The electronics industry moved forward in 2013, with growth as high as 10 percent expected over 2012
TEXAS, USA: The electronics industry moved forward in 2013, with growth as high as 10 percent expected over 2012. It saw some continuing trends such as the expansion of ARM cores, as well as some unexpected innovations along with some new concepts that are now part of our collective vocabulary.
The proliferation of ARM processor cores across the globe has been remarkable. At the low end, nearly every microcontroller (MCU) manufacturer has added a new ARM CortexTM-M0+ or the higher-end ARM Cortex-M4 device to its lineup, effectively crowding out proprietary MCU architectures and pulling what might previously have been 8- and 16-bit applications to the 32-bit level.
Freescale, which only recently embraced ARM fully in its MCU product line currently boasts over 500 varieties, although with packaging, memory, and temperature options on baseline configurations, such totals can spin up quickly. At the high end, ARM introduced a 64-bit version of the architecture in 2013. Products designed around the new Cortex-A53 and Cortex-A57 cores are in the making.
Co-incidentally, Intel has now gotten into ARM's back yard. To better address battery-powered systems, Intel re-architected the x86 family years ago into a more power-aware, lower-performance configuration called Atom
Clearly, wireless devices such as smart phones, tablets, and wearables (smart watches) are significant new platforms that can be a key component of disparate consumer, commercial, and medical systems. Intel is making sure the Intel Architecture is a player in these high-volume markets with Atom and the new smaller-yet Quark processors and SoCs.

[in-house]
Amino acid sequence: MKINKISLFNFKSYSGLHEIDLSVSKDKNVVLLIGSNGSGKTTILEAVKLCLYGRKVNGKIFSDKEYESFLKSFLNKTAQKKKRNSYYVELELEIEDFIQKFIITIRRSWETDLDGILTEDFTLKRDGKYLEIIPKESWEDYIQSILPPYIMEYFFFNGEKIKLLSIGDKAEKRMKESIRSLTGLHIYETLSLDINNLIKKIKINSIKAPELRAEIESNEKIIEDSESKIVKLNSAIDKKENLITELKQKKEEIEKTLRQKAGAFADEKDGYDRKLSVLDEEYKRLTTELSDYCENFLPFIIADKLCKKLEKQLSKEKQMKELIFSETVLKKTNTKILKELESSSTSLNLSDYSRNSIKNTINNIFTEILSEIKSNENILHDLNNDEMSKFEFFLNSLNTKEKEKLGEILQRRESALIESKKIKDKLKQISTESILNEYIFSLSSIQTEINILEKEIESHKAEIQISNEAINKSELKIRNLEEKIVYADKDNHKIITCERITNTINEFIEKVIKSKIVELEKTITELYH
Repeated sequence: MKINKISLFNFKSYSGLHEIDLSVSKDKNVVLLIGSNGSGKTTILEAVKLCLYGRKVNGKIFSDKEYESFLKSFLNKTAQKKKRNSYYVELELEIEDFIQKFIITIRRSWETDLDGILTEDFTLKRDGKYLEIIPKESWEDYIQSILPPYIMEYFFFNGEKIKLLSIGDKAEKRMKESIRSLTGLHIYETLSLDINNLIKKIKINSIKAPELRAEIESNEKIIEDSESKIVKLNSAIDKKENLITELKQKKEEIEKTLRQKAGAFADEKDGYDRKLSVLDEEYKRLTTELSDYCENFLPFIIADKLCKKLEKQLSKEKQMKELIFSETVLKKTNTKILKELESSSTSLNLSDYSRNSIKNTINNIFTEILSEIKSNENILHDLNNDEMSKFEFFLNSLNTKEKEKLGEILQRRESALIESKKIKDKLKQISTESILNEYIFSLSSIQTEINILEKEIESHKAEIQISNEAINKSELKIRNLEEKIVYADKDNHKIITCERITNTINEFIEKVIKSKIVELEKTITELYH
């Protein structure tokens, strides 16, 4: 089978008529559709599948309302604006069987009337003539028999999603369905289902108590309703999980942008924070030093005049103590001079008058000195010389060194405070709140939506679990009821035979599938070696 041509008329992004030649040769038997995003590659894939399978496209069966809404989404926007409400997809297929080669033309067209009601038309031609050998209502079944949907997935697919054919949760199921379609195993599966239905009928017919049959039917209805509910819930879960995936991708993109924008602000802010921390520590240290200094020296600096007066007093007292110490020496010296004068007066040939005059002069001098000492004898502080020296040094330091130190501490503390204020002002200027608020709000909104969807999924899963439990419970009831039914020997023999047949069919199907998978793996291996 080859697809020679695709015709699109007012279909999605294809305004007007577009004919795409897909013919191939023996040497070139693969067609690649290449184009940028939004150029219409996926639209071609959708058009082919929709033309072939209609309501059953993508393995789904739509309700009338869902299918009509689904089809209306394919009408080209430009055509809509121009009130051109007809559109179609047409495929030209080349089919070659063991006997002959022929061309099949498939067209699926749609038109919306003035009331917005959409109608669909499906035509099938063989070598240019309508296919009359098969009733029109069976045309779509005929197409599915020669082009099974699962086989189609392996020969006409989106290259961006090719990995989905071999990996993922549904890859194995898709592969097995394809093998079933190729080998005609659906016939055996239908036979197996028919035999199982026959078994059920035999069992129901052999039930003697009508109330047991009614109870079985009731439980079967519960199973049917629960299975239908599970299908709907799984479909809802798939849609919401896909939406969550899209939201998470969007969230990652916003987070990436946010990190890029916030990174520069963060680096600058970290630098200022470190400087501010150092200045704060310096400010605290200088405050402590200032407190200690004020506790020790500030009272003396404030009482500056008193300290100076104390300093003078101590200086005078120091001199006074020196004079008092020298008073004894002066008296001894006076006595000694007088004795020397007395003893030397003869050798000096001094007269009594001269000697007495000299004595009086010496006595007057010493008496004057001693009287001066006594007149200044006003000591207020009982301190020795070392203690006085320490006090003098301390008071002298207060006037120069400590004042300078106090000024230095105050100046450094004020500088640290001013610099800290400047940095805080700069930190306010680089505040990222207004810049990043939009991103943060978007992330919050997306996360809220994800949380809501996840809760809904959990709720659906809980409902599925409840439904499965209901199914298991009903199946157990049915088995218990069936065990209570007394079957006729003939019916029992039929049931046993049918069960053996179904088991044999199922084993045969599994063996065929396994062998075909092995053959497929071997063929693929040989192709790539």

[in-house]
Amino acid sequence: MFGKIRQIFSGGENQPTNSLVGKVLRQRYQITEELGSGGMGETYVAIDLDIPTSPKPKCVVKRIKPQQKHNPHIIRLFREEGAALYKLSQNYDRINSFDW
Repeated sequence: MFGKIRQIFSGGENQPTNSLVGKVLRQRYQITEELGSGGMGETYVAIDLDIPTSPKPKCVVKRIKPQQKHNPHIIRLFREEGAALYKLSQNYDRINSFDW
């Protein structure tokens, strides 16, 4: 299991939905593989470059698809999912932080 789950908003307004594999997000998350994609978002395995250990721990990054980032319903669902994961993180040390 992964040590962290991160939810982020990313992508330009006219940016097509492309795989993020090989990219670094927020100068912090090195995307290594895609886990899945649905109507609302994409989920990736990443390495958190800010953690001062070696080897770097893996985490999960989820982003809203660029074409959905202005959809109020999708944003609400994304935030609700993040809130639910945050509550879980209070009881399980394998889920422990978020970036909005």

Open source hardware continued to build momentum in 2013. Arduino and Raspberry Pi were joined by the Beaglebone Black in April. The BBB offers a Texas Instruments 1GHz ARM Cortex-A9 processor along with 65 GPIO and video interfaces, effectively bridging the gap between media and control applications. A new player emerged at the end of the year as Intel released the Galileo platform: An Arduino compatible board based on their new Pentium class Quark processor.
Terms like "Internet of Things" and "Industry 4.0" burst into the mainstream vocabulary this year, encouraging the use of the word "smart". Smart, of course, is a relative term. Generally, smart in electronics has come to mean highly autonomous, able to do a lot on its own without human intervention.
However, the industry uses "smart" lately to refer to highly-connected intelligent systems that make the use of all available information, some local, some gathered from nearby systems, and maybe from far away. Essentially anything attached to the Internet would be deemed smart.
The smart phone has become a key platform for expanding the use of all kinds of products. The phone may remotely control or accumulate data from the product, resources in the phone may perform special processing on the data, and cloud services may be accessed through the cellular network. The phone has become the always-with-me device that the laptop never really was.
Smart phones and tablets have also introduced new kinds of user interfaces (UI). The touch screen is now a staple, giving us the variety of a PC screen, unencumbered by the mouse. Support for touch user interfaces can come quite easily.